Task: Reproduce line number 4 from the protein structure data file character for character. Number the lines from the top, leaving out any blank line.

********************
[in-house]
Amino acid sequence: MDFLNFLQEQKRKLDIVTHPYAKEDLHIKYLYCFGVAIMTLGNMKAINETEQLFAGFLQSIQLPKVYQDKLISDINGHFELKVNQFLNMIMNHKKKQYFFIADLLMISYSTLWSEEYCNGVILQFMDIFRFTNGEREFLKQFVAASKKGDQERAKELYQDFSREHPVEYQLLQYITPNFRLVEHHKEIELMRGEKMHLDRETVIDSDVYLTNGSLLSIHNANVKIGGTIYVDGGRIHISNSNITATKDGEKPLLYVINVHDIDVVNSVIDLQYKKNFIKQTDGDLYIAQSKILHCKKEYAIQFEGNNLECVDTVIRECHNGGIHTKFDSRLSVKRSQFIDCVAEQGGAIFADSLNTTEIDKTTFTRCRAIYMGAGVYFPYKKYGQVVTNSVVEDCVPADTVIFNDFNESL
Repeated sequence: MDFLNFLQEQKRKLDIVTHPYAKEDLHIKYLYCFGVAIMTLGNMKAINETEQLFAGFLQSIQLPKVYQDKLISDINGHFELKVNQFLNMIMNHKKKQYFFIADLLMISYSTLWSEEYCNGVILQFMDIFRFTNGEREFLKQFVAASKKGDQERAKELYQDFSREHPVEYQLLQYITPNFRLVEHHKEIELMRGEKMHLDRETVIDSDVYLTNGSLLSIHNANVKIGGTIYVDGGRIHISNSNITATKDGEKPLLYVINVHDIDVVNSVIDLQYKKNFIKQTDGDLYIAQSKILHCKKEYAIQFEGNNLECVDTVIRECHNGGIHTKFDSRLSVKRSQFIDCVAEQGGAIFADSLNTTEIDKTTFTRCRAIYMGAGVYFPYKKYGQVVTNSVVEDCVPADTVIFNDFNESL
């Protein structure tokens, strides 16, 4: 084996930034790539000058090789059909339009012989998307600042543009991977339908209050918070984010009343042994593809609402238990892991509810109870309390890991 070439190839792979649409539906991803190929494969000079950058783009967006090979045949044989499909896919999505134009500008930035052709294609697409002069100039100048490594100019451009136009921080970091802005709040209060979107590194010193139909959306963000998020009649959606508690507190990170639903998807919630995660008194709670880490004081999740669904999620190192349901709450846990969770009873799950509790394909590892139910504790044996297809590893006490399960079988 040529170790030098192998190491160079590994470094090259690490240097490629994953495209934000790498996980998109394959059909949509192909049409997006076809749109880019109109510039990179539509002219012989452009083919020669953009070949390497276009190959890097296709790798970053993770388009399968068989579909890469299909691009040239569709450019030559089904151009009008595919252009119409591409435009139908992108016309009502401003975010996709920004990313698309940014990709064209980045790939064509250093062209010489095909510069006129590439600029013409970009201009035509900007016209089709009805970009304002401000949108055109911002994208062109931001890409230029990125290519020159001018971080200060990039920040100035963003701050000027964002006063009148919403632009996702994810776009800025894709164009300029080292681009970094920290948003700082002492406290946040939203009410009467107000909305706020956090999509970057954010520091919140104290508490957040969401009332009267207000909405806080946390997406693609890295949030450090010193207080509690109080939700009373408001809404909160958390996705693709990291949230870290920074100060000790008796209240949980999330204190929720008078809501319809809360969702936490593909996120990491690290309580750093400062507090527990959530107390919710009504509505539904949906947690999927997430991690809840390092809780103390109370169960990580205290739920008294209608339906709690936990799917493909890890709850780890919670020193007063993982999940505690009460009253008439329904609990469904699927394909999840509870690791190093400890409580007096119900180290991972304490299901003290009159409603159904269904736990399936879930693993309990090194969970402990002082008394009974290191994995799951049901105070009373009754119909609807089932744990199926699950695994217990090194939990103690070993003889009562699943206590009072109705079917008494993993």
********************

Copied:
């Protein structure tokens, strides 16, 4: 084996930034790539000058090789059909339009012989998307600042543009991977339908209050918070984010009343042994593809609402238990892991509810109870309390890991 070439190839792979649409539906991803190929494969000079950058783009967006090979045949044989499909896919999505134009500008930035052709294609697409002069100039100048490594100019451009136009921080970091802005709040209060979107590194010193139909959306963000998020009649959606508690507190990170639903998807919630995660008194709670880490004081999740669904999620190192349901709450846990969770009873799950509790394909590892139910504790044996297809590893006490399960079988 040529170790030098192998190491160079590994470094090259690490240097490629994953495209934000790498996980998109394959059909949509192909049409997006076809749109880019109109510039990179539509002219012989452009083919020669953009070949390497276009190959890097296709790798970053993770388009399968068989579909890469299909691009040239569709450019030559089904151009009008595919252009119409591409435009139908992108016309009502401003975010996709920004990313698309940014990709064209980045790939064509250093062209010489095909510069006129590439600029013409970009201009035509900007016209089709009805970009304002401000949108055109911002994208062109931001890409230029990125290519020159001018971080200060990039920040100035963003701050000027964002006063009148919403632009996702994810776009800025894709164009300029080292681009970094920290948003700082002492406290946040939203009410009467107000909305706020956090999509970057954010520091919140104290508490957040969401009332009267207000909405806080946390997406693609890295949030450090010193207080509690109080939700009373408001809404909160958390996705693709990291949230870290920074100060000790008796209240949980999330204190929720008078809501319809809360969702936490593909996120990491690290309580750093400062507090527990959530107390919710009504509505539904949906947690999927997430991690809840390092809780103390109370169960990580205290739920008294209608339906709690936990799917493909890890709850780890919670020193007063993982999940505690009460009253008439329904609990469904699927394909999840509870690791190093400890409580007096119900180290991972304490299901003290009159409603159904269904736990399936879930693993309990090194969970402990002082008394009974290191994995799951049901105070009373009754119909609807089932744990199926699950695994217990090194939990103690070993003889009562699943206590009072109705079917008494993993």